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I read somewhere that an exoplanet in the name of HAT-P-7B orbits its star backwards.Why?

HAT P 7B

And why did we consider our orbital movement to be forward?Is there some scientific reason to consider the movement as forward?

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All the planets in the solar system orbit the same way. This is not a coincidence. Planets all form from the same protoplanetary disc that surrounded the young sun. The particles in the disc orbited the same way as the sun rotates, and the planets continue to orbit in the same direction.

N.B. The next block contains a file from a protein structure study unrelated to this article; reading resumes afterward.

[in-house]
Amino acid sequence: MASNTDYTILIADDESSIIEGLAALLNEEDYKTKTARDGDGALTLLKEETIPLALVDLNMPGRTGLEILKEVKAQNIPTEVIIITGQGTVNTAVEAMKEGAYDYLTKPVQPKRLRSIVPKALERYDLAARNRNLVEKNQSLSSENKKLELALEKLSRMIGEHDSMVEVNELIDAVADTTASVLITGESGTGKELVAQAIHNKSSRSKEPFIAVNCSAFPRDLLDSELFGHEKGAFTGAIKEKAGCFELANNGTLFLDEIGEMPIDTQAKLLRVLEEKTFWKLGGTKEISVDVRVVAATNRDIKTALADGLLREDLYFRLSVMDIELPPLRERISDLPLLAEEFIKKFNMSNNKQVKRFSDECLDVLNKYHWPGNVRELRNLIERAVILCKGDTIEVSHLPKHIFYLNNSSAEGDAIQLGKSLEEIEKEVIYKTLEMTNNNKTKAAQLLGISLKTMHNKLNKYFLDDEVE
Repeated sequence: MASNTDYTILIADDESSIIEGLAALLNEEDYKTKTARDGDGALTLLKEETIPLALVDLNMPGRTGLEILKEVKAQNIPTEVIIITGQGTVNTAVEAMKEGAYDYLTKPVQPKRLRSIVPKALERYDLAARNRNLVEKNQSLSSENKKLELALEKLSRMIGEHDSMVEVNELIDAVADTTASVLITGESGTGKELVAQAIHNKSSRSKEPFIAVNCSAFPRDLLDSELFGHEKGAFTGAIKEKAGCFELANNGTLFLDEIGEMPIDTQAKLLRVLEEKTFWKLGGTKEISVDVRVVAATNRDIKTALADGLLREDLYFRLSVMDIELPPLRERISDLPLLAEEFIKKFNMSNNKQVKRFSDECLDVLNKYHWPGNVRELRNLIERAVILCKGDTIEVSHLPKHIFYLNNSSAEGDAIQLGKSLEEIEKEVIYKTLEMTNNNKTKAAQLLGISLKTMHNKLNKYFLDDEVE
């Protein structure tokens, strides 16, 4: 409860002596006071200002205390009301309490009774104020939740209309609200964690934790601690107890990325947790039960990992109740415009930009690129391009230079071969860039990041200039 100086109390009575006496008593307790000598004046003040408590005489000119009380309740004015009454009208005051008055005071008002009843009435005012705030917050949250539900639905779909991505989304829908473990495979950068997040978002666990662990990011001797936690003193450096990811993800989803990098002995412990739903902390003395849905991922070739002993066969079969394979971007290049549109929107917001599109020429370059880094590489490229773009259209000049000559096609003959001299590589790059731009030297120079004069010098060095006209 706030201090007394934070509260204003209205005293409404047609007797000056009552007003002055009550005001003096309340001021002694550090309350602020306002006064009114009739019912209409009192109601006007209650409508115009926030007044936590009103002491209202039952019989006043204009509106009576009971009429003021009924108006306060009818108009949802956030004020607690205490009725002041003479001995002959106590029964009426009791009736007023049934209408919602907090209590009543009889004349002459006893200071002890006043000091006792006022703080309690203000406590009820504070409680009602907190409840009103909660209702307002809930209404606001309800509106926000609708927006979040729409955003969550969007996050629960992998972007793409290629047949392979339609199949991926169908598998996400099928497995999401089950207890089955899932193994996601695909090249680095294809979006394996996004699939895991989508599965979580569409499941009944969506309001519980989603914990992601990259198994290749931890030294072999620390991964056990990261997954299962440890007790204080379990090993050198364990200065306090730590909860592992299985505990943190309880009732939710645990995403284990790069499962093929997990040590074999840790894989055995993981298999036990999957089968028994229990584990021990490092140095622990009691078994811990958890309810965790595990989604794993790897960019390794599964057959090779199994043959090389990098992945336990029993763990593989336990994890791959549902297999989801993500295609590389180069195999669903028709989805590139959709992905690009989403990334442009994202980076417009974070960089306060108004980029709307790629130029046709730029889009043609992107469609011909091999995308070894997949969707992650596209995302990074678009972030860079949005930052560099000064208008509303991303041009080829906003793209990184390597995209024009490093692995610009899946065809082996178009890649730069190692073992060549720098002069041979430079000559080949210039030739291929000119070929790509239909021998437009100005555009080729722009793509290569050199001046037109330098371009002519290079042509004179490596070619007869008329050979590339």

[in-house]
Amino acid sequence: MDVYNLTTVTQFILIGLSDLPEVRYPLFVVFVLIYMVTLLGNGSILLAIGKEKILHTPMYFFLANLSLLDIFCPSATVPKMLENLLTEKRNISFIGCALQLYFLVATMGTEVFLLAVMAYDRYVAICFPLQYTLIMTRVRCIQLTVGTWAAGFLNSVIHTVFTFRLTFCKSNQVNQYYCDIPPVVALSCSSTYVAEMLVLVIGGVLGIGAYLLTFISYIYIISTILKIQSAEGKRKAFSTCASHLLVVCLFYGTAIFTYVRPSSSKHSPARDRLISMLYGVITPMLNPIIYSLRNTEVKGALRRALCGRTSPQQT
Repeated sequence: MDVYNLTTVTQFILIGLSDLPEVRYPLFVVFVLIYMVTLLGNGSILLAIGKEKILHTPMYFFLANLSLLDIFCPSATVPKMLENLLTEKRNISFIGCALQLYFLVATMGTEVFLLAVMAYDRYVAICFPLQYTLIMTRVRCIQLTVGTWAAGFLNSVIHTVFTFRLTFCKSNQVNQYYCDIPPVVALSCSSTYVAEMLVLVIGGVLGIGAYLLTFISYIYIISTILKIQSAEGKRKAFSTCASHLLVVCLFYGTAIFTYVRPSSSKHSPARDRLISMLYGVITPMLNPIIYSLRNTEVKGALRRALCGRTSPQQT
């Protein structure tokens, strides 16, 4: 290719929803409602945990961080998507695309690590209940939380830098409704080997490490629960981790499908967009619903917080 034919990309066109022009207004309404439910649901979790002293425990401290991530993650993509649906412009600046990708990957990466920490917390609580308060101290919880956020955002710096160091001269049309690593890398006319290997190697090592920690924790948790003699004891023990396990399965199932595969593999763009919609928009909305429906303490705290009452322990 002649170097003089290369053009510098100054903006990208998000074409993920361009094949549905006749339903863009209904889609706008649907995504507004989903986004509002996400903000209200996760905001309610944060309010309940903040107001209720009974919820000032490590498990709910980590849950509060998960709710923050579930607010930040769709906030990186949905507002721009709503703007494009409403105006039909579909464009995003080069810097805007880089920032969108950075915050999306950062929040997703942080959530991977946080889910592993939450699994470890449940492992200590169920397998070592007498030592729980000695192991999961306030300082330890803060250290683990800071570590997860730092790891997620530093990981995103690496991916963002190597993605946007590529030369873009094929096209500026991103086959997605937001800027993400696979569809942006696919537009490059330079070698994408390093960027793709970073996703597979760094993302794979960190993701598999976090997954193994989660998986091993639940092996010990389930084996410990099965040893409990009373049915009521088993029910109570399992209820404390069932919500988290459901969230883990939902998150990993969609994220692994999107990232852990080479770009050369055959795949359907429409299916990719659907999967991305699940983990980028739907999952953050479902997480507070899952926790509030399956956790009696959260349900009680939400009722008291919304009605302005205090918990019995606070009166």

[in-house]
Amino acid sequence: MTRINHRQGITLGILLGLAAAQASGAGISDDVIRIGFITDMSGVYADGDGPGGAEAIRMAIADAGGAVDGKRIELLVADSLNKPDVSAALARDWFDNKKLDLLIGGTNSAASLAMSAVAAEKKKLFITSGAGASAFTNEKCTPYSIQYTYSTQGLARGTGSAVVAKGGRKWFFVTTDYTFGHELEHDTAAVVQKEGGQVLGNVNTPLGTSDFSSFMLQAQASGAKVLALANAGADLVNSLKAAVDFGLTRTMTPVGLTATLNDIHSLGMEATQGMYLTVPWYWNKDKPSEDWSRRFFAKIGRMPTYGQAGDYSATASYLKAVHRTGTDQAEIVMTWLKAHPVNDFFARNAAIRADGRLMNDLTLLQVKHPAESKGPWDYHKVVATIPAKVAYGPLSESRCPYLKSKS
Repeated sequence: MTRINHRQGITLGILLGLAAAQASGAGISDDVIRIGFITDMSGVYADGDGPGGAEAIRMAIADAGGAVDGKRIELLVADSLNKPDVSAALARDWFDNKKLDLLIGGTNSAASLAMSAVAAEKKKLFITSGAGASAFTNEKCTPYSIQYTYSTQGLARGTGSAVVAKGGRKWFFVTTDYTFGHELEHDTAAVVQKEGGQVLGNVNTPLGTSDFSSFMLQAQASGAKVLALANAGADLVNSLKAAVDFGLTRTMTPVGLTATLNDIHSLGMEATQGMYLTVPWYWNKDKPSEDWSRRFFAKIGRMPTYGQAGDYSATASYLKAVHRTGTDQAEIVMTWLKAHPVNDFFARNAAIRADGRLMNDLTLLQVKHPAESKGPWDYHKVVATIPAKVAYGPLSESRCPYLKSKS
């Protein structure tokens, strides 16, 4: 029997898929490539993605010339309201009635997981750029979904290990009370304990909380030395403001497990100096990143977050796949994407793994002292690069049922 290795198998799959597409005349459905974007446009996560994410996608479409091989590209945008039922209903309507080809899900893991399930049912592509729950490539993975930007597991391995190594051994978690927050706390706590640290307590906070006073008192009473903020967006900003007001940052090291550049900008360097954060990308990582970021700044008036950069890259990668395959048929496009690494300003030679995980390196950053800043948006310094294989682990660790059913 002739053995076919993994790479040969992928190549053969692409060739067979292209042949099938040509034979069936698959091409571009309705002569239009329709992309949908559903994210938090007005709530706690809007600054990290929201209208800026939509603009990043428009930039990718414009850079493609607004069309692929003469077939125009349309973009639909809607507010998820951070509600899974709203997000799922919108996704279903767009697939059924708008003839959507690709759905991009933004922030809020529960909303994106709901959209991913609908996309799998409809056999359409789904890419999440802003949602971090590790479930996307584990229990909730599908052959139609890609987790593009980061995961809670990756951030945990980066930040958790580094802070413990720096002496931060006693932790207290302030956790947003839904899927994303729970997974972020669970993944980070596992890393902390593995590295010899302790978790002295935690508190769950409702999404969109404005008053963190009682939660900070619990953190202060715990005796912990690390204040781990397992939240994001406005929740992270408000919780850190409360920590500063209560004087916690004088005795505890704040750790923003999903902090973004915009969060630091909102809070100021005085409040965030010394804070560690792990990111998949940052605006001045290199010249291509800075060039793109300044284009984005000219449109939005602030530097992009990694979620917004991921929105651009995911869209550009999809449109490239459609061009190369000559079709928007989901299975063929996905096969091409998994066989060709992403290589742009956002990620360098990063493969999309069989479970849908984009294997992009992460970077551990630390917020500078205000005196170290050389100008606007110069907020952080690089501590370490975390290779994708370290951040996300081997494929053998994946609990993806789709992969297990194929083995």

In this context forward means orbiting in the same direction as the star rotates. We would expect most planets to orbit "forwards" for the same reason that all the planets in the solar system orbit forwards.

What probably happened with HAT-P-7b is that it was thrown into an odd orbit following a close encounter with another planet, or perhaps another star. It is also conceivable that it is a captured rogue planet. See a New Scientist article about the planet

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    $\begingroup$ Anything that orbited retrograde inn the protoplanetary nebula would experience gravitational interactions that slowed it down. Majority rules. It's the same effect which produces an ecliptic disk. $\endgroup$ – Wayfaring Stranger May 13 '18 at 14:35

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